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Keith E Rice's Integrated SocioPsychology Blog & Pages

Aligning, integrating and applying the behavioural sciences

Islamism’

Email from a Muslim Student

It always delights me when ex-students and ex-tutees keep in touch after they have moved on to university (or wherever). One of those I’m most delighted by ongoing contact with is Yasmeen. She is bright, stunningly attractive and has a truly wicked sense of humour. She is also a Muslim of Pakistani heritage. Despite the fact we touched upon terrorism in our discussions for the World Sociology and Crime & Deviance topics, Yasmeen never let on to having any particularly strong political or religious views. Her father did, though. In an ‘Asian’ accent so strong I struggled to understand it at times, he described the Taliban as “very bad men”. He hated what they were doing to his country of birth. So I was intrigued by an email from Yasmeen the other day in which she wrote:- “Islam has a lot to offer in terms of spreading knowledge, living peacefully among others and just encouraging individuals to be good people and do the right thing. “I know things are really fragile now with Muslims, I’m sure you’re well aware of all that’s been happening in the news about Charlie Hebdo, the Sydney Siege, Peshawar Massacre (among other things) – it’s really… Read More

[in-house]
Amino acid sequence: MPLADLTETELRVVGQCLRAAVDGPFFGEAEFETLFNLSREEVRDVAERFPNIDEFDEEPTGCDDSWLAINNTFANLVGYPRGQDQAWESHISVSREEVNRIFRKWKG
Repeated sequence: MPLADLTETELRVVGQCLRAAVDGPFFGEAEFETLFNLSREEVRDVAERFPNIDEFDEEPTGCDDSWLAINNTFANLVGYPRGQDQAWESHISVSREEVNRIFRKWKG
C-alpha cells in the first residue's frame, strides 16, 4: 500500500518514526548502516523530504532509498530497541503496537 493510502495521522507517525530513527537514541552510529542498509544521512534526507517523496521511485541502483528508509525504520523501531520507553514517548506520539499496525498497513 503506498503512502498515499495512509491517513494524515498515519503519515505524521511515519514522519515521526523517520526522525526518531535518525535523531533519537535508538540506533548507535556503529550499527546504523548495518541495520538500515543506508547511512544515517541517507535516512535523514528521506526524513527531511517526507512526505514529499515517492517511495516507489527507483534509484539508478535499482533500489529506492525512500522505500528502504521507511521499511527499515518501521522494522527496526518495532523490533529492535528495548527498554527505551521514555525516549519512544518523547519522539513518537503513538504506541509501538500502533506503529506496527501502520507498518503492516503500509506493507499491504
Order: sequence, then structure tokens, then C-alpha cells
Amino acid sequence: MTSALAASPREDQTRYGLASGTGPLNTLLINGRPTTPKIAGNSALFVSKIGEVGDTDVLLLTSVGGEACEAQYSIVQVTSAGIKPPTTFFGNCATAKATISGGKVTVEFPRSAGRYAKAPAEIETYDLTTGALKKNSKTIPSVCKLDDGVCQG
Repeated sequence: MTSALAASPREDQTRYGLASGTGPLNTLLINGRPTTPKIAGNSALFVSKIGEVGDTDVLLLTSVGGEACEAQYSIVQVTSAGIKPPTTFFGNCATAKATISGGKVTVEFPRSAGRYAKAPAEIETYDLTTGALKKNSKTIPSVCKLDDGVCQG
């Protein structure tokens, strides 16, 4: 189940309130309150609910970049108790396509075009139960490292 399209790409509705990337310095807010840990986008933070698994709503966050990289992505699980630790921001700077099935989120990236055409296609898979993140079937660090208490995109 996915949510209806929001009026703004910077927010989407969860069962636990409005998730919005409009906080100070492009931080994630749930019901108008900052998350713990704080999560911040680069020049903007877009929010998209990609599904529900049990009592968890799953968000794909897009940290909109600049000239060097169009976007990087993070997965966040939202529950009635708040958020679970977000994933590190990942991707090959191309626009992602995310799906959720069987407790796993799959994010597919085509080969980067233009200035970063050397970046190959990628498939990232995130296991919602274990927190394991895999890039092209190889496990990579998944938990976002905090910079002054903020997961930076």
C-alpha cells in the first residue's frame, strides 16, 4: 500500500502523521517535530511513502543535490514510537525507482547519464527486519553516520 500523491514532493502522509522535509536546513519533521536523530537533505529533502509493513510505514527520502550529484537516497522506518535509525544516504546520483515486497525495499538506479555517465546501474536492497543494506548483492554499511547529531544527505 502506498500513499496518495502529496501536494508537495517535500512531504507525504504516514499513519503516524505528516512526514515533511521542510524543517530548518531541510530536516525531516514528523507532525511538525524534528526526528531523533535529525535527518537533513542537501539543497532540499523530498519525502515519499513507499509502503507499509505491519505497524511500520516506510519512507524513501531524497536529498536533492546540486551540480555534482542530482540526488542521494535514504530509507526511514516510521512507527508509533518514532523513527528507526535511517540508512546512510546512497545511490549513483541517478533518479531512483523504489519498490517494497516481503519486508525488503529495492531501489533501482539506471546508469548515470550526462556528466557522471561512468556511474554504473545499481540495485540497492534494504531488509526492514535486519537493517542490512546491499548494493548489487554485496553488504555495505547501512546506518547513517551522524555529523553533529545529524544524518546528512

Meanings in the Blood and Turmoil of Egypt

BBC journalist Tim Whewell has posted a brilliant and provocative analysis of the current crisis in Egypt entitled: Egypt Crisis: does Political Islam have a Future? In it Whewell characterises the conflicts which have erupted in Egypt as first the demand for the removal of Mohammed Morsi a month or so back by secularists and since then the demand for his reinstatement by Islamists. The desperate determination of the Egyptian secularists is summed up in Whewell’s piece by the Royal United Services Institute’s Shashank Joshi: “What we’re seeing is a coalition of liberal, secular, youth, revolutionary groups…who have decided that what they value is secularism at all cost, even if the cost is the shredding of every other liberal value that they hold.” While the brutality of the military in repressing the Cairo Islamists is shocking and has drawn condemnation from right around the world, there is ambivalence towards it from many Egyptian secularists. There is real distrust of the Islamists; and the fear meme has spread virally, as Whewell indicates when he says: “President Morsi was removed as much through fear of what he might do in the future as anger over what he had done already.” The Egyptian crisis… Read More